Howard Osgood

Lockout puts crimp in Howard-Osgood bromance

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Several things have been lost during the lockout thus far — jobs, games and optimism, to name a few.

But how about friendship?

That’s the case in Detroit, where Wings goalie Jimmy Howard is lamenting the loss of his good buddy Chris Osgood.

Here’s more, from the Free Press:

Since he entered the NHL, Jimmy Howard has come to rely on Chris Osgood — as a mentor, a booster, and most of all, a friend.

The lockout that’s now in its 11th day dividing team personnel from players has left Howard unable to have contact with Osgood, who retired from the Wings a year ago and transitioned to goaltending development coach.

“It’s weird,” Howard said, laughing, of their new relationship. As for play dates between his young son, James Russell IV, and Osgood’s young son Max, “only our wives can get together.”

The two have known each other since the end of the last lockout. In 2005-06, a 21-year-old Howard made his debut for the Wings while Osgood battled it out with Manny Legace for the No. 1 gig.

Since then, other Detroit netminders have come and gone — Dominik Hasek, Joey MacDonald, Ty Conklin — but Howard and Osgood (Howgood? Osward?) have remained constants.

As such, Howard has a cache of drills and practice routines learned from Osgood and Detroit goalie coach Jim Bedard. That’s how he’s keeping sharp. He’s also fortunate to have the assistance of a potential new BFF — Todd Bertuzzi.

“I know what I have to do, and I’ve worked with Jimmy for long enough that I know a lot of his drills,” Howard said. “And Bert always participates in them before practice, so we’ll be able to get things going here once we get used to skating out here by ourselves.”

Sens demote former first-rounder Puempel

Matt Puempel
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Looks like Matt Puempel won’t be making the leap after all.

Puempel, the subject of Ottawa’s “looking to make the leap” profile during our Team of the Day series, has been sent down to AHL Binghamton one day prior to the Sens’ opener against Buffalo.

Puempel, taken by Ottawa in the first round (24th overall) at the ’11 draft, made his big-league debut last season and looked as though he’d stick around — only to suffer a high ankle sprain after 13 games, and miss the rest of the season.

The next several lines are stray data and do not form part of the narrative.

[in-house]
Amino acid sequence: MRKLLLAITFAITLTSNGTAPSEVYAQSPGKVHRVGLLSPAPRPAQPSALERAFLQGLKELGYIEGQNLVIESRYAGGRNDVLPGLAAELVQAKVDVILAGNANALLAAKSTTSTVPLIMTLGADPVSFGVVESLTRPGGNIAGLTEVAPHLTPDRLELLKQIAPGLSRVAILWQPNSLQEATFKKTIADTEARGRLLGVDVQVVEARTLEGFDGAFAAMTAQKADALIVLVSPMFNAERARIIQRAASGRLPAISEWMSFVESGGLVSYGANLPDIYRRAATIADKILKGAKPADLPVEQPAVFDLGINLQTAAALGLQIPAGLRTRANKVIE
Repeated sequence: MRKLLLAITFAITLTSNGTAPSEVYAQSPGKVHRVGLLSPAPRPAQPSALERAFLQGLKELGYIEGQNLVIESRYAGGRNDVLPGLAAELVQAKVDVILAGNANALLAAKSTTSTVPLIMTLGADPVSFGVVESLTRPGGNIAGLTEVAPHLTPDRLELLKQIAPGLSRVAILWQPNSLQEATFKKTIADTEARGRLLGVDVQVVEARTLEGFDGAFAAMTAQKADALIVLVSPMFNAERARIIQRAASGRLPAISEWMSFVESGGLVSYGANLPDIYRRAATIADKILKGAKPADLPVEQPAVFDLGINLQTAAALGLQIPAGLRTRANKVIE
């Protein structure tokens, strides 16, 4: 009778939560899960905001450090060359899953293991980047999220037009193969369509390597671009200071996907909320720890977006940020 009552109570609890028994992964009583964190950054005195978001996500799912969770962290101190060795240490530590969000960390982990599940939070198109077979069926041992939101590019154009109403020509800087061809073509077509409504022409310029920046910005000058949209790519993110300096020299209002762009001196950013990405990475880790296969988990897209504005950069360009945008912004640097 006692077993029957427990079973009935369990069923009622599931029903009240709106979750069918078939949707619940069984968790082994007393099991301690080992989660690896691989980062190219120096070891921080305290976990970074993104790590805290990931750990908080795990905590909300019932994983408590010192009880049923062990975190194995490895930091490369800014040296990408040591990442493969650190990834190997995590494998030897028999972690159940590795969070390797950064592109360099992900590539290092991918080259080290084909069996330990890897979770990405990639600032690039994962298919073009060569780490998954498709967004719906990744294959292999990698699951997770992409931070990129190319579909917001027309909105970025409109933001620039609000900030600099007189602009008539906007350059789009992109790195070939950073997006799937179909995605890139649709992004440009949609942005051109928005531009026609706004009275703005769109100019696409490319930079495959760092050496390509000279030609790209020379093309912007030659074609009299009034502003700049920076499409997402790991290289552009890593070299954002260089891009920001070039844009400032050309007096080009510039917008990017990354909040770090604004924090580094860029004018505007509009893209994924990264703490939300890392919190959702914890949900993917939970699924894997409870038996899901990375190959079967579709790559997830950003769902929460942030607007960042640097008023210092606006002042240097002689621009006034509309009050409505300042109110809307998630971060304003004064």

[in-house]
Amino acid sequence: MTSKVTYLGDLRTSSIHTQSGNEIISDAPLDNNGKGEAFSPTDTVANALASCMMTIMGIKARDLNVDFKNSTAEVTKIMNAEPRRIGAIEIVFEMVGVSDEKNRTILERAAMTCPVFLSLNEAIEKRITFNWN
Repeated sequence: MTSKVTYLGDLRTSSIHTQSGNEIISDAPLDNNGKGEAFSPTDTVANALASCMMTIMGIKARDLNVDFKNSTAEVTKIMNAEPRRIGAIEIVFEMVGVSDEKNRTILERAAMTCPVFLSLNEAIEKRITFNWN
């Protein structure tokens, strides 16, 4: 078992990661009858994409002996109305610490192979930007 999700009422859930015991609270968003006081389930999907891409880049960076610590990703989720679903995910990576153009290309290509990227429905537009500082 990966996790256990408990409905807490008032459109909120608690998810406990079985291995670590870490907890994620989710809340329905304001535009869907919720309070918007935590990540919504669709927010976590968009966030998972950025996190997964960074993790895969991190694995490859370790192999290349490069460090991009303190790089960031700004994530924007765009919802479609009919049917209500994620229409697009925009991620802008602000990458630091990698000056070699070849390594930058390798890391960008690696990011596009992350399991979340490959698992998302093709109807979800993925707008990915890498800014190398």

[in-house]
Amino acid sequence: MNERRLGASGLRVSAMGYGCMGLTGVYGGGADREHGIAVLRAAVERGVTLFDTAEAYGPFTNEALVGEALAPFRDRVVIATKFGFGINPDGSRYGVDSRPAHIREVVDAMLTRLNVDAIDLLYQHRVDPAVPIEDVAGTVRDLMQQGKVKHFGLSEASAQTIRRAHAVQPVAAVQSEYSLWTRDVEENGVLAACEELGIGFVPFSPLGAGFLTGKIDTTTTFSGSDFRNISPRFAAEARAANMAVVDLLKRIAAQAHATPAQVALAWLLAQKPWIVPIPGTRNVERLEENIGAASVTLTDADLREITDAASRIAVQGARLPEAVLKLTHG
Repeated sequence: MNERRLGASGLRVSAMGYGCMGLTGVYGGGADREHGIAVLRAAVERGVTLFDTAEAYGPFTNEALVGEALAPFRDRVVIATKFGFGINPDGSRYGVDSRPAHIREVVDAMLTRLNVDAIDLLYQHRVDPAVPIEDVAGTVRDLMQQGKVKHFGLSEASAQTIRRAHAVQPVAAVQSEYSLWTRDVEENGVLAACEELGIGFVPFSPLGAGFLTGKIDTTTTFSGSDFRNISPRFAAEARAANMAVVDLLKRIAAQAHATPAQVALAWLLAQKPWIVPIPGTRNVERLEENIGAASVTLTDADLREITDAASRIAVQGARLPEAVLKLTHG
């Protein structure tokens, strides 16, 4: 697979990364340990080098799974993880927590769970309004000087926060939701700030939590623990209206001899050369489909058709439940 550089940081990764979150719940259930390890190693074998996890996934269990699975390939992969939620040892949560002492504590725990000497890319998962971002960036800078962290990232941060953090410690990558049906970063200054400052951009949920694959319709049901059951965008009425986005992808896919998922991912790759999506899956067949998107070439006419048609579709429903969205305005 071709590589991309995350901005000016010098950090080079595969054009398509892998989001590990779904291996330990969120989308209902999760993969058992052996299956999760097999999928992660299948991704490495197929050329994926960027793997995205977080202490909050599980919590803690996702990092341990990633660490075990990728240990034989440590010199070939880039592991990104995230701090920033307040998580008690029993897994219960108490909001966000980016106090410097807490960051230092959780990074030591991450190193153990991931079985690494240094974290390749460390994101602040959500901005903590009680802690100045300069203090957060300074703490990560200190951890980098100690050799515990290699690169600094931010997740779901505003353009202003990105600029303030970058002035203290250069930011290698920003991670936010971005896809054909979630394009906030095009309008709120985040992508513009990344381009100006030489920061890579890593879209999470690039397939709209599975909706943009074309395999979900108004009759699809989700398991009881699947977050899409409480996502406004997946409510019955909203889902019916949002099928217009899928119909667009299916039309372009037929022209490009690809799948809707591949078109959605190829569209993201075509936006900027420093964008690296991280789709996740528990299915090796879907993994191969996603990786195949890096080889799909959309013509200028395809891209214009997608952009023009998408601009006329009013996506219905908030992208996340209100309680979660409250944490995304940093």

The 22-year-old came into this year’s camp looking to secure a full-time position at the big league level, but was beaten out by Shane Prince for the final forward spot on the roster.

To be fair, contract status probably played a role. Prince would’ve had to clear waivers to get down to Bingo, whereas Puempel didn’t.

A former 30-goal scorer in the American League, Puempel is expected to get another look with Ottawa this season.

Report: Torres won’t appeal 41-game suspension


Sounds like Raffi Torres is accepting his punishment.

Per Sportsnet, Torres won’t appeal his 41-game suspension for an illegal hit to the head of Anaheim’s Jakob Silfverberg.

The report comes just days after the NHL’s Department of Player Safety levied one of the longest disciplinary rulings in league history, citing both the severity of the Silfverberg hit and Torres’ lengthy history of suspensions, fines and warnings.

There was some thought, however, that Torres would try to challenge the ruling.


He does have a history of success in that department. In 2012,Torres successfully appealed his suspension for a headshot on Chicago’s Marian Hossa, and had his punishment reduced from 25 games to 21.

Torres also isn’t considered a “repeat offender” under the current collective bargaining agreement, as his last suspension came in 2013.

Of course, part of that clean record is due to the fact he hasn’t played much. Torres has largely been sidelined by injury for the last two seasons, missing all of last year with knee problems.

Sportsnet’s Elliotte Friedman delved further into the repeat offender thing in his latest 30 Thoughts column:

If you read the relevant sections of the CBA, the league takes the position that the repeat offender status is only applicable to fines. Repeaters are fined on a per-game basis, non-repeaters on a per-day basis. (The former is more expensive, because there are fewer games than days in an NHL season.) However, if you go to Section 18.2, among the factors taken into account are, “the status of the offender and, specifically, whether the Player has a history of being subject to Supplementary Discipline for On-Ice Conduct.”

So, in the NHL’s view, a player’s history is relevant, even if longer than 18 months ago.

Should the report prove accurate and Torres doesn’t appeal, he will be eligible to return to action on Jan. 14, when the Sharks take on the Oilers.